Good afternoon all,
Events from the nest today:
The excitement is palpable here at the reserve as we all await the second egg to be laid by our resident female. The male has continued to deliver a steady supply of fish which is essential for her to produce more eggs. At 12:19 7Y delivered a fish to the nest which our female then flew off with, leaving our male to incubate for a while. However, at 12:42 another osprey flew into the vicinity of the nest and so our male made chase; returning within 5 minutes.
A question we received via email@example.com asked us what would happen to the pair if our female fails to produce a healthy clutch and the chicks do not then hatch. Research by Roy Dennis indicates that where eggs fail to hatch, the pair of ospreys are likely to remain in the area and make for an early migration when the season dictates. It has been known in some circumstances that if a nest is disturbed, the pair of ospreys may build a ‘frustration’ nest, though this will not be used for breeding until possibly the next season.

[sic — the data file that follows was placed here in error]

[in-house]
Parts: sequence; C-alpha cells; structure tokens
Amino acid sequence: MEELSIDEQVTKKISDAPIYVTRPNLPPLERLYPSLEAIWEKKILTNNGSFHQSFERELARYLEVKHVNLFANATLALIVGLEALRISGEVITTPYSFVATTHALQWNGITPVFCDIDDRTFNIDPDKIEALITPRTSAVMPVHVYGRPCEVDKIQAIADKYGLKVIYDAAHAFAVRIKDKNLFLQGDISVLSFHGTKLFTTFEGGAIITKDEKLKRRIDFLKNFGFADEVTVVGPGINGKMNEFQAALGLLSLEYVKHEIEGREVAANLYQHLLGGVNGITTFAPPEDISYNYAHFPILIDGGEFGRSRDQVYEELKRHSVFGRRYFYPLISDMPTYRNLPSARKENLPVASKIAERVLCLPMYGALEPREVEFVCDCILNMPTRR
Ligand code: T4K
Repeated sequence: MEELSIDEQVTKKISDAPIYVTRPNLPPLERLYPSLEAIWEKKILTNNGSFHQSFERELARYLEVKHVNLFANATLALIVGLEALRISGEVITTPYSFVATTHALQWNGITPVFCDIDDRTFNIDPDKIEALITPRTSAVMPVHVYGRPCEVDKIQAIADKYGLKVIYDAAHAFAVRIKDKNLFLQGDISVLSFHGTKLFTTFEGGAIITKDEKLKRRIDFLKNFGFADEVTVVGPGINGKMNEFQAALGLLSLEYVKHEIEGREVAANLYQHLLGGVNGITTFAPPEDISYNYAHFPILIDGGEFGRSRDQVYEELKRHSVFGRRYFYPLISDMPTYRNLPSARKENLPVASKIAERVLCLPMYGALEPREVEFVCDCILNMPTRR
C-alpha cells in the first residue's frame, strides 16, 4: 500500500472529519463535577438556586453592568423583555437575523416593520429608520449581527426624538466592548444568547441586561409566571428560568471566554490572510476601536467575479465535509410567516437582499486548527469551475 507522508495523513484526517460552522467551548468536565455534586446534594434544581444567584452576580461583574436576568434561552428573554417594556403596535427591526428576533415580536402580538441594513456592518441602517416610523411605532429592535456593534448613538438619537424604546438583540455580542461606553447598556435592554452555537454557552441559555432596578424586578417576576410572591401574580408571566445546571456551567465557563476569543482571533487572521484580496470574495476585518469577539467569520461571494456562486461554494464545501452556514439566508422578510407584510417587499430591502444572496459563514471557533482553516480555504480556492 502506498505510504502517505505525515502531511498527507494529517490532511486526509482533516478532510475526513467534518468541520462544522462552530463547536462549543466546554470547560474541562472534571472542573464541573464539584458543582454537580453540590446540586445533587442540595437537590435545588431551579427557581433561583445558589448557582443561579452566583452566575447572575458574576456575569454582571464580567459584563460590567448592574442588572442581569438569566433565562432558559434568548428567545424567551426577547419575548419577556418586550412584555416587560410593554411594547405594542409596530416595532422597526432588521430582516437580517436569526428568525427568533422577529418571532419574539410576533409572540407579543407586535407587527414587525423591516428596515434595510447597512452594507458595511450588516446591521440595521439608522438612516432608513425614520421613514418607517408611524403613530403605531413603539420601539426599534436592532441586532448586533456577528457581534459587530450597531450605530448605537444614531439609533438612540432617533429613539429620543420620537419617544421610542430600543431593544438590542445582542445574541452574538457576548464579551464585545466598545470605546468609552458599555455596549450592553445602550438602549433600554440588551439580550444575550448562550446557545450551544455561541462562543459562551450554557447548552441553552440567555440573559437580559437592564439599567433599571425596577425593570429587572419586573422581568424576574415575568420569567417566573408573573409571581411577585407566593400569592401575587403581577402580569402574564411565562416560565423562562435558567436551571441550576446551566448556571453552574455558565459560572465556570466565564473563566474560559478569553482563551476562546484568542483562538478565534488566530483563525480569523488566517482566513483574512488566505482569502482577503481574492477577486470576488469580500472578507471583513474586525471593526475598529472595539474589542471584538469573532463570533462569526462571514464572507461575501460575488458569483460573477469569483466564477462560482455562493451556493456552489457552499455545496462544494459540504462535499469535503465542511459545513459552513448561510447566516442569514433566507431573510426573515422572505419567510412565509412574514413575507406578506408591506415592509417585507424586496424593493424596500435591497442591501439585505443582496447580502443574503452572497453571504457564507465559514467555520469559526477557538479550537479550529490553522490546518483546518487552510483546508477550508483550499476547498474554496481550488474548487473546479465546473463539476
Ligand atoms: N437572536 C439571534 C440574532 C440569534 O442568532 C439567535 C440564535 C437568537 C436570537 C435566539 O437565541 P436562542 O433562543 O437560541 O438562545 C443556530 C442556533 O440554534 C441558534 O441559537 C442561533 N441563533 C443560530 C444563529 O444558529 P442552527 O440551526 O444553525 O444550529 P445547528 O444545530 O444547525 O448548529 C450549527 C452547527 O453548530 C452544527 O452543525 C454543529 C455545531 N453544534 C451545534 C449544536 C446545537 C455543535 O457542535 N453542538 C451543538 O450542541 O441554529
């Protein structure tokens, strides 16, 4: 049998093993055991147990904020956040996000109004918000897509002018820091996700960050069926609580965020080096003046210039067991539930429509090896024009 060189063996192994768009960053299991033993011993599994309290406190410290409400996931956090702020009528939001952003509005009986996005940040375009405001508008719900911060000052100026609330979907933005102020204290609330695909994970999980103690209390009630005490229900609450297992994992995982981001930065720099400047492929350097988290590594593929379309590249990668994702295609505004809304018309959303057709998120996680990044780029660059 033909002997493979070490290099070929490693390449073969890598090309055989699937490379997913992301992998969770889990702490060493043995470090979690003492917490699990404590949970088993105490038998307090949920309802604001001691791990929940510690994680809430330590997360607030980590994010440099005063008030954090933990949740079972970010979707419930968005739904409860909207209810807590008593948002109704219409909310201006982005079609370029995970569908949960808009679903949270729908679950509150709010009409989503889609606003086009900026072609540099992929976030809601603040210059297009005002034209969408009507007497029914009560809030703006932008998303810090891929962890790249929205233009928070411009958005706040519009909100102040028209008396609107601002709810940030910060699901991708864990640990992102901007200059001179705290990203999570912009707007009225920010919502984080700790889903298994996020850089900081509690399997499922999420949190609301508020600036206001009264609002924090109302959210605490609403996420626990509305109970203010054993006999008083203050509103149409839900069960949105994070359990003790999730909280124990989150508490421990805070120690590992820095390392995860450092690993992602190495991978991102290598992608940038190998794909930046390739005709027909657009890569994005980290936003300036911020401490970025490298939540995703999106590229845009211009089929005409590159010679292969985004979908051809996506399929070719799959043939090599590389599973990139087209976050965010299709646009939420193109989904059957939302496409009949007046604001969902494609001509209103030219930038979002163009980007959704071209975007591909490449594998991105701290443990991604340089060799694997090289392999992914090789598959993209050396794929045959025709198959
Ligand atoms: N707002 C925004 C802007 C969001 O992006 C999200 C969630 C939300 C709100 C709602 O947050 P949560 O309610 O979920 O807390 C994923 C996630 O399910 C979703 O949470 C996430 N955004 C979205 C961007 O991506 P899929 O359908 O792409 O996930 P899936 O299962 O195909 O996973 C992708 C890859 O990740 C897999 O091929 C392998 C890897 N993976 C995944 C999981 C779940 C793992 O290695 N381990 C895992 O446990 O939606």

Other Wildlife at Loch of the Lowes:
Today there have been an abnormal number of mute swans on the loch, along with Canada geese and mallard, goldeneye and tufted duck. Several great crested grebes were also seen.
The usual swarm of chaffinches were seen at the feeders, interspersed with great tits, blue tits and the occasional siskin and greenfinch.
Along with the familiar calls of chaffinch and great tit, the evocative cry of the curlew could be heard over the loch. These large wading birds breed on arable land and meadows and use their long, thin, down-curved bill to reach insect larvae and molluscs in sand and mud.
Anna and Simon